Joyce’s Butterscotch Refrigerator Cookies

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Butterscotch Refrigerator Cookies at The Hungry Mouse

Oftentimes, the best recipes are the ones passed down from generation to generation, from family to friends. My dear friend Joyce was kind enough to share her favorite childhood cookie recipe with me. Her grandmother made them for her when she was just a little mouse. They’re simple and straightforward to makeโ€”and waaaaay too easy to inhale.

Butterscotch Refrigerator Cookies at The Hungry Mouse

Here’s part of the original, typewritten recipe from Joyce’s grandmother, Helen Blatchford Parlee, circa 1948.

Joyce's Butterscotch Refrigerator Cookies

This cookie is marvelously chewy, and gets its rich, butterscotch-y flavor from a hefty amount of brown sugar and vanilla extract.

Butterscotch Refrigerator Cookies at The Hungry Mouse

What’s a refrigerator cookie?

You know those tubes of slice-and-bake cookie dough that are right by the eggs in almost every major market? Think of refrigerator cookies as their old-fashioned, made-from-scratch auntie.

Joyce's Butterscotch Refrigerator Cookies at The Hungry Mouse

I love refrigerator cookies because they’re so convenient. I mean, talk about having fresh cookies on command. Just make the dough, roll it up in wax paper, toss it in the fridge, then slice and bake as the mood strikes you!

Butterscotch Refrigerator Cookies at The Hungry Mouse

The dough will stay fresh for about a week or so in the fridge. If it lasts, that is.

Shortening vs. butter

Now, normally, I’m an all-butter kind of gal when I bake. Sometimes, I even use olive oil. That said, there’s definitely a time and place for vegetable shorteningโ€”or lard, for that matter (hello, flaky pie crusts!).

When do use it, I usually buy Crisco in its relatively newfangled stick form, because it’s really easy to measure and store. If you don’t want to deal with shortening, substitute butter in this recipe.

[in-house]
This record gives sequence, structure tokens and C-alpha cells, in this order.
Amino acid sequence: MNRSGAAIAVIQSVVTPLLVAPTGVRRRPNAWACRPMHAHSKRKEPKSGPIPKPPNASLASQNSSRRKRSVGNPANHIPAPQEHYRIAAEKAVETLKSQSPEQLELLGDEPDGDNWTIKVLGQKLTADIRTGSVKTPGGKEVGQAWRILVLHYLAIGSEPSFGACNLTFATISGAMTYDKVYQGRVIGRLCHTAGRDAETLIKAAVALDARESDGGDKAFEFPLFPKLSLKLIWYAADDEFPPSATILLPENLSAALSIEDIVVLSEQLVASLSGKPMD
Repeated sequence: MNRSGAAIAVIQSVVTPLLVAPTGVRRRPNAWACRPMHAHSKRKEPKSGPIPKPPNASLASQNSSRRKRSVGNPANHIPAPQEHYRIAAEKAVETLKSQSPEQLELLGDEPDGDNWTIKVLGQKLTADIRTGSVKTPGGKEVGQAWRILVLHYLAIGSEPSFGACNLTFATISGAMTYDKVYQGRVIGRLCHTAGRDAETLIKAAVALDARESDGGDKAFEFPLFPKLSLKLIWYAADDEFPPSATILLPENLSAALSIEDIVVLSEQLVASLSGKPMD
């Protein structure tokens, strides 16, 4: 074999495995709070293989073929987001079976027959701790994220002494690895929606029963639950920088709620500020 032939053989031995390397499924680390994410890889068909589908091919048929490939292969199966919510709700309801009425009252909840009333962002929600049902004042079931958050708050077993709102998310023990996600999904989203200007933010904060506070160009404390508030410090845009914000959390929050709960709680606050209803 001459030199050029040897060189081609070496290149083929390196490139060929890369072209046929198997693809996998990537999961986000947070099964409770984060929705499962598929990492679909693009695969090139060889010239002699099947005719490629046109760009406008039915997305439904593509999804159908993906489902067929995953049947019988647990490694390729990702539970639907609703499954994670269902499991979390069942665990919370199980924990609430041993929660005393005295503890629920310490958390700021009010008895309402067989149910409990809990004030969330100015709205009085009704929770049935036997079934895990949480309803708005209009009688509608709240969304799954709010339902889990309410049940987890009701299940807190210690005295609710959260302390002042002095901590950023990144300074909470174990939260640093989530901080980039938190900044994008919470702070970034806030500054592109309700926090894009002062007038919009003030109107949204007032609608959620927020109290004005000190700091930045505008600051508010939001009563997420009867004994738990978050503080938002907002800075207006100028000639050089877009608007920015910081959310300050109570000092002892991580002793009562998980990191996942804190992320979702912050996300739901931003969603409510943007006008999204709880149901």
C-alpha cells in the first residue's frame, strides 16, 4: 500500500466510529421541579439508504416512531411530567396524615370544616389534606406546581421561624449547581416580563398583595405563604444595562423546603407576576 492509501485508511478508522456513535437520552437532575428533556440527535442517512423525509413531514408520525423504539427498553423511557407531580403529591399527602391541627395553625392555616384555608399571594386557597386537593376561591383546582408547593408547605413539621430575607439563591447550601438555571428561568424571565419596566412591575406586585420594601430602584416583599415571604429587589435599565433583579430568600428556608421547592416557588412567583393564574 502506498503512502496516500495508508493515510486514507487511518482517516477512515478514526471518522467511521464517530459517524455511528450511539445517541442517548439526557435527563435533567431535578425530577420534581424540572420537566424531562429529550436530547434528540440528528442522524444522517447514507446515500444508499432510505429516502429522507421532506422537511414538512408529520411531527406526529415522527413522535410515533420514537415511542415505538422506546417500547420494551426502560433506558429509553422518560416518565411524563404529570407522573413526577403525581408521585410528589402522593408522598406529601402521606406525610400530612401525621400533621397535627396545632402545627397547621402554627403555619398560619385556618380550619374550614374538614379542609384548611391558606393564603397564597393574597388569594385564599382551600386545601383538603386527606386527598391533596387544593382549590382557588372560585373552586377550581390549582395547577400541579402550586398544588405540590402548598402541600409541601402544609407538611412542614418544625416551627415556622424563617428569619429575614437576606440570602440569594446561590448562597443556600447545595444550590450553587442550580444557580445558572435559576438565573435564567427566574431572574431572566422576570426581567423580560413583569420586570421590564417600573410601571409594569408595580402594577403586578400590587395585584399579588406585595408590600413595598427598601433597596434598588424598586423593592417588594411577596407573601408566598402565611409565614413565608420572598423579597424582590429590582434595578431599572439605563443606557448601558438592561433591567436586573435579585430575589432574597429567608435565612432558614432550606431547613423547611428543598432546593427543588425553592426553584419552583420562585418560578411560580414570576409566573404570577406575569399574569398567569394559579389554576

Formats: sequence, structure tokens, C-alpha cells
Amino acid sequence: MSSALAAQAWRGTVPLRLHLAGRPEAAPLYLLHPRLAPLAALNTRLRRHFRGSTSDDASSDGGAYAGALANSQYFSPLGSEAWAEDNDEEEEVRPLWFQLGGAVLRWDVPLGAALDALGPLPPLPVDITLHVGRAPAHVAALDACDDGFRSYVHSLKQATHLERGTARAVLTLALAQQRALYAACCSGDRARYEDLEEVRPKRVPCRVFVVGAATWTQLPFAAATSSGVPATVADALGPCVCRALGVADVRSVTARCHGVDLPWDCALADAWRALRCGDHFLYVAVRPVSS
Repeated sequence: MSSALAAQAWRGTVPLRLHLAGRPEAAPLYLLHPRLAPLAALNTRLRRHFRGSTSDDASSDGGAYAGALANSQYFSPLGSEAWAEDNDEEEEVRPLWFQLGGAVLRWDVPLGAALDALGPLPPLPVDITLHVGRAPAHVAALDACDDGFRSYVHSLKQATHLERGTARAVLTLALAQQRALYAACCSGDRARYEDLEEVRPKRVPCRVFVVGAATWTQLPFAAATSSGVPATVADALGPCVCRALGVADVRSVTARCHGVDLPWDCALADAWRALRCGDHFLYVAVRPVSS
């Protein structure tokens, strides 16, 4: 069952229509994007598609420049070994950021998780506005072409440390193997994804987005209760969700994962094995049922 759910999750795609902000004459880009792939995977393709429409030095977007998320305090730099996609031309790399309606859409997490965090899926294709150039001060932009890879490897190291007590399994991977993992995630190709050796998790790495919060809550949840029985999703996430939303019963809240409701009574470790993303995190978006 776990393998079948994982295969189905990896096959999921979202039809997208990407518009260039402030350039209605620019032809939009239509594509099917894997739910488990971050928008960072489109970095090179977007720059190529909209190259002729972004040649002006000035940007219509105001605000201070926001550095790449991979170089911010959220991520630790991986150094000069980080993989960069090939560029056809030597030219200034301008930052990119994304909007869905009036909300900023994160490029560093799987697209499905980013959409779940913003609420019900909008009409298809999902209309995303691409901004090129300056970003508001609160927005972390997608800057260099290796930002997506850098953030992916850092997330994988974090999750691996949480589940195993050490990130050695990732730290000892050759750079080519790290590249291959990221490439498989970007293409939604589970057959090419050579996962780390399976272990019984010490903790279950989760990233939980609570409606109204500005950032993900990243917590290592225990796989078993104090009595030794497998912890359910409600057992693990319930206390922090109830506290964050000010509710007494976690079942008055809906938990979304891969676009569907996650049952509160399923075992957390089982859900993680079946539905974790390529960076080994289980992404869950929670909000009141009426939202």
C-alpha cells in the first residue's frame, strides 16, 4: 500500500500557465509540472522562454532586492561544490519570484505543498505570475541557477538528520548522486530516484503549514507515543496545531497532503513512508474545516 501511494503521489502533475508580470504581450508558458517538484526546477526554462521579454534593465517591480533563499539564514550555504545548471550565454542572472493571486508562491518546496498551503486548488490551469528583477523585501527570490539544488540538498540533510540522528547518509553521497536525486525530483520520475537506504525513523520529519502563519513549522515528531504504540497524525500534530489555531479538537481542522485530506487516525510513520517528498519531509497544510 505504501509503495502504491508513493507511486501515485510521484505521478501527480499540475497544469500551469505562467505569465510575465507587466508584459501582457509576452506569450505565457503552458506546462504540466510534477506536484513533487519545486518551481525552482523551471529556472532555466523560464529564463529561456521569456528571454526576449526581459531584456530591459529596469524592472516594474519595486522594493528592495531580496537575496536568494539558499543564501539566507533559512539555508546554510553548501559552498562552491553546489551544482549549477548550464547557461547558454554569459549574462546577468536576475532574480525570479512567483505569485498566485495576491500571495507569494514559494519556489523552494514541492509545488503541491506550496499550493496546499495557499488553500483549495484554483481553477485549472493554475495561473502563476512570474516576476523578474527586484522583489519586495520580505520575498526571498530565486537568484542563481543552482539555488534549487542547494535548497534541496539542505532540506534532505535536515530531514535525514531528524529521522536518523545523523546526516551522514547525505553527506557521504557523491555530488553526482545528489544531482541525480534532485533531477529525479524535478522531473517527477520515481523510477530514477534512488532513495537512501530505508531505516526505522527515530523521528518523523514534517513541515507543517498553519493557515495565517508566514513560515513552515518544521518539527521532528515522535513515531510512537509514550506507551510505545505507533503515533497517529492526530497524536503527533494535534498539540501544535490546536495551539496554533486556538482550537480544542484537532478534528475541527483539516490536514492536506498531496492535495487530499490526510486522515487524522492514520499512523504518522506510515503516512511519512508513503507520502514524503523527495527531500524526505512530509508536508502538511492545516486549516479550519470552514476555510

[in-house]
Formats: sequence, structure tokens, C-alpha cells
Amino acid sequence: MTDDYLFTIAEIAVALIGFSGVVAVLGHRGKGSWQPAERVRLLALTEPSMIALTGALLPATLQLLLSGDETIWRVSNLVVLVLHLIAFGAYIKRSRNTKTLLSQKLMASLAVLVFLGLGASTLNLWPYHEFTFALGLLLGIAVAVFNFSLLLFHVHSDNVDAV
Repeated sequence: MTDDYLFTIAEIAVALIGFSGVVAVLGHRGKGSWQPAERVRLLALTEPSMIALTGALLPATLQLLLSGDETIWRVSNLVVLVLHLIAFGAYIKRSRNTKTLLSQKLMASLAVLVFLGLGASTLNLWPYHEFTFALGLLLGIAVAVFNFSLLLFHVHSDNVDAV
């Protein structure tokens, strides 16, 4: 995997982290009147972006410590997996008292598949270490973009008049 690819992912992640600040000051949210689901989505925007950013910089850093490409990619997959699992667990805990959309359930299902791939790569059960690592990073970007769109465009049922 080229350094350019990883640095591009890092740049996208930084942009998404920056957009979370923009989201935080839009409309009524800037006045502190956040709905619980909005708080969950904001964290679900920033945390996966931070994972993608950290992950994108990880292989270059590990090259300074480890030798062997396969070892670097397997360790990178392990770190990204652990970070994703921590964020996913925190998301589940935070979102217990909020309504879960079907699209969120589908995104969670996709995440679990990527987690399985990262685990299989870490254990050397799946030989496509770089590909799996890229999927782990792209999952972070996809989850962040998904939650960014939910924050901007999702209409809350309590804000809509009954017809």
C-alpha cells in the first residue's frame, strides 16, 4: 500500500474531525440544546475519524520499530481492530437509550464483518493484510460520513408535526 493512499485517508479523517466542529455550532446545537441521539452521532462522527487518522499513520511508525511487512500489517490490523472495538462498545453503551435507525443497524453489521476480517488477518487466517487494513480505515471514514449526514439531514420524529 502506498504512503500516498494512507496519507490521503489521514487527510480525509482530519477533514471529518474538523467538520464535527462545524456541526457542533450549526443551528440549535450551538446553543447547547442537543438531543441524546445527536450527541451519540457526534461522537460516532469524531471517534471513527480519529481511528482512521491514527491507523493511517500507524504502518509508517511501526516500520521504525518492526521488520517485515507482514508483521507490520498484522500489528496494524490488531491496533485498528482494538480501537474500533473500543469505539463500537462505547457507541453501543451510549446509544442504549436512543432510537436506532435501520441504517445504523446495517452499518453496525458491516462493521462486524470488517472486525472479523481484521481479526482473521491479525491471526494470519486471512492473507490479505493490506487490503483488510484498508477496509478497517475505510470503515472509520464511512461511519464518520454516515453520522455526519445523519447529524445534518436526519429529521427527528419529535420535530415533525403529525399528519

Butterscotch Refrigerator Cookies at The Hungry Mouse

A stick of Crisco shortening, cut in half

Make the dough at least a few hours before you want to bake the cookies, because it needs time to chill and firm up before slicing.

Joyce’s Butterscotch Refrigerator Cookies

1 1/2 cups flour
1/2 tsp. baking soda
3/4 tsp. salt
1/2 cup shortening
1 cup brown sugar, firmly packed
1 egg
2 tsp. vanilla

Makes about 3 dozen cookies

Make the butterscotch cookie dough

Put the flour, baking soda, and salt in a medium-sized bowl.

Butterscotch Refrigerator Cookies at The Hungry Mouse

Mix them together with a whisk to combine.

Butterscotch Refrigerator Cookies at The Hungry Mouse

Put the shortening in the bowl of your stand mixer (or in a large mixing bowl, if you’re using a hand-held mixer). Beat it on medium-high for a few minutes to fluff it up.

Butterscotch Refrigerator Cookies at The Hungry Mouse

You want it to look about like this:

Butterscotch Refrigerator Cookies at The Hungry Mouse

Scrape down the sides of your bowl with a spatula.

Butterscotch Refrigerator Cookies at The Hungry Mouse

Toss in the brown sugar.

Butterscotch Refrigerator Cookies at The Hungry Mouse

Beat the brown sugar and shortening together for a few minutes until well combined.

Butterscotch Refrigerator Cookies at The Hungry Mouse

Add the egg and vanilla extract.

Butterscotch Refrigerator Cookies at The Hungry Mouse

Beat on medium-high to combine well.

Butterscotch Refrigerator Cookies at The Hungry Mouse

Add in the flour mixture.

Butterscotch Refrigerator Cookies at The Hungry Mouse

Beat quickly to combine well. Stop mixing when the dough just comes together and all the flour is mixed in. If you beat it too long, it can make the dough tough.

Butterscotch Refrigerator Cookies at The Hungry Mouse

Chill the butterscotch cookie dough

When the dough is made, you’re ready to chill it. Grab a piece of wax paper that’s maybe a foot-and-a-half long and set it on your counter.

Butterscotch Refrigerator Cookies at The Hungry Mouse

Spoon the dough out into the center of the wax paper.

Butterscotch Refrigerator Cookies at The Hungry Mouse

With your hands, form it into a log that’s about 2 inches in diameter, give or take.

Butterscotch Refrigerator Cookies at The Hungry Mouse

Pull one edge of the wax paper over it, like this:

Butterscotch Refrigerator Cookies at The Hungry Mouse